On the other hand, the decentralized nature of the blockchain creates an open environment on a singular system in which transactions can be processed without the need for a third-party authority. Peers can directly submit transactions to other peers on the network in real time, dramatically improving processing speeds and reducing the risk for fraud.
3. Security and Immutability
The fact that blockchain ledgers are distributed among many different peers makes security paramount. Fortunately, most blockchain networks have been built from the ground up with security and consensus in mind.
Although different blockchains approach the question of security in different ways, most networks use the same general formula. The most recent transactions are bundled into a “block” that must be verified and accepted by the network in order to be added to the existing chain. Once added they become the basis for all blocks that follow.
The security of blockchain ledgers stems from two key features. First, new blocks cannot violate the stringent specifications and criteria established by the network. Second, previously accepted blocks cannot be changed or modified, as this would violate the network’s consensus algorithms and invalidate all subsequent blocks.
In other words, transactions must be valid in order to be settled on the blockchain and accepted by the network. Once present on the blockchain, transactions are immutable and irreversible.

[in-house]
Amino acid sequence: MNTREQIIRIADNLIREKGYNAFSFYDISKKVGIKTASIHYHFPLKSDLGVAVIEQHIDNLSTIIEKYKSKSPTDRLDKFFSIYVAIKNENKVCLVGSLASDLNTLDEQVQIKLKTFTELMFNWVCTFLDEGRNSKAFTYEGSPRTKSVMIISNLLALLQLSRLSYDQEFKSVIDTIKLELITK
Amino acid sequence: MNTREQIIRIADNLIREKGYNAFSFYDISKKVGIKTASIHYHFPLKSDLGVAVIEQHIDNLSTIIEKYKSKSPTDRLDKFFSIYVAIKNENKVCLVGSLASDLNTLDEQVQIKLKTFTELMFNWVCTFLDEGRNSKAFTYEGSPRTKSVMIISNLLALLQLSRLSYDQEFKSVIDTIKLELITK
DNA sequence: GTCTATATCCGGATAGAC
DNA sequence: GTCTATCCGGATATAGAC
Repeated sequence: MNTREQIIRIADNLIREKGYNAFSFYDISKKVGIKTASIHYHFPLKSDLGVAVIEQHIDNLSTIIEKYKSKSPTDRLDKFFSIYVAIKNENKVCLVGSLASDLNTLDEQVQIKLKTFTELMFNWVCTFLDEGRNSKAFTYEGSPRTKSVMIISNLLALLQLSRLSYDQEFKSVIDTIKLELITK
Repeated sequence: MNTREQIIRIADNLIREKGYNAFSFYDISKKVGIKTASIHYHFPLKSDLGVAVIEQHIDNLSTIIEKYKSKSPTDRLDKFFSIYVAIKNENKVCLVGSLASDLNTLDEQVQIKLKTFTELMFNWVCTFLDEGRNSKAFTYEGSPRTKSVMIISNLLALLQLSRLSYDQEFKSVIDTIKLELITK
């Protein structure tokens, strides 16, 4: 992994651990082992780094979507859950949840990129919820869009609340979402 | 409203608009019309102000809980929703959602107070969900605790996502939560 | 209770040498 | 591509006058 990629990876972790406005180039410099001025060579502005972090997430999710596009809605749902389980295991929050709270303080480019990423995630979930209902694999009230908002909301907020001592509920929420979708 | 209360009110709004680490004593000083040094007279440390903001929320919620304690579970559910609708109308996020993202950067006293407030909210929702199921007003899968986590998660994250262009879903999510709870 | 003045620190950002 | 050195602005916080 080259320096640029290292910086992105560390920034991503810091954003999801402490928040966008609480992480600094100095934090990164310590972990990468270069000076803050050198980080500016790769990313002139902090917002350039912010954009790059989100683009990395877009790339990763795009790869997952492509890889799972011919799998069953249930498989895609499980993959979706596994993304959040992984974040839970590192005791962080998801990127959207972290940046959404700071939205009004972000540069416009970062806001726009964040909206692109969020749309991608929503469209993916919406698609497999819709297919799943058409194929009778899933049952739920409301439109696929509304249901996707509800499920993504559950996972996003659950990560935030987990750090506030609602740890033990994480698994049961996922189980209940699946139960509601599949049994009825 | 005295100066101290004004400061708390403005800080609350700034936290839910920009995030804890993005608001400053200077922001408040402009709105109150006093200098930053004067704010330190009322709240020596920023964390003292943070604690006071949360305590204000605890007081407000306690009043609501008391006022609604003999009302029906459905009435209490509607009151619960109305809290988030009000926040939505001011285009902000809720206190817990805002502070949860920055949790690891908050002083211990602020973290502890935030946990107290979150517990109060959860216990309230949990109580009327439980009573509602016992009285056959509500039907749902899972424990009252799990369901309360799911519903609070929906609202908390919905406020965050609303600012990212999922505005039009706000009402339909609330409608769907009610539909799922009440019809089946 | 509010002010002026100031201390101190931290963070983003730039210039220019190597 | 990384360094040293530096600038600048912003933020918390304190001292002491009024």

When you write a bank check and use it at a store, the cashier must have three levels of trust in order to accept it:
- First, the cashier must trust that you are not using a counterfeit check and that you have adequate funds in your checking account.
- Second, the cashier must trust that the financial institution issuing the check will transfer the funds as promised.
- Third, the cashier must trust the government that issues the currency in which the check is written, believing that the funds have value and can be spent.
The blockchain removes the need for peers on the network to trust each other because it has inherent protections against fraud. Transactions cannot be made and reversed later on when the network discovers that there are not adequate funds to complete them. Because the network knows the balance of each peer in advance, unsubstantiated transactions will not be processed or authorized.
As a result, blockchains are “trustless.” Participants need to have trust in the blockchain and its immutability, but trust does not necessarily need to exist between peers themselves in order for the network to function.
These four important principles enable blockchain technology. While these principles make the blockchain extremely well-suited for applications such as cryptocurrencies they also provide a robust platform for a variety of other business use cases.
We believe that blockchain technology is tremendously exciting: it has the potential to not only transform existing processes but also create new opportunities and innovations. As the frenzy around the cryptocurrency market subsides, we expect that businesses will pay more attention to applications and capabilities of the blockchain technology in industries such as real estate, finance, healthcare and manufacturing.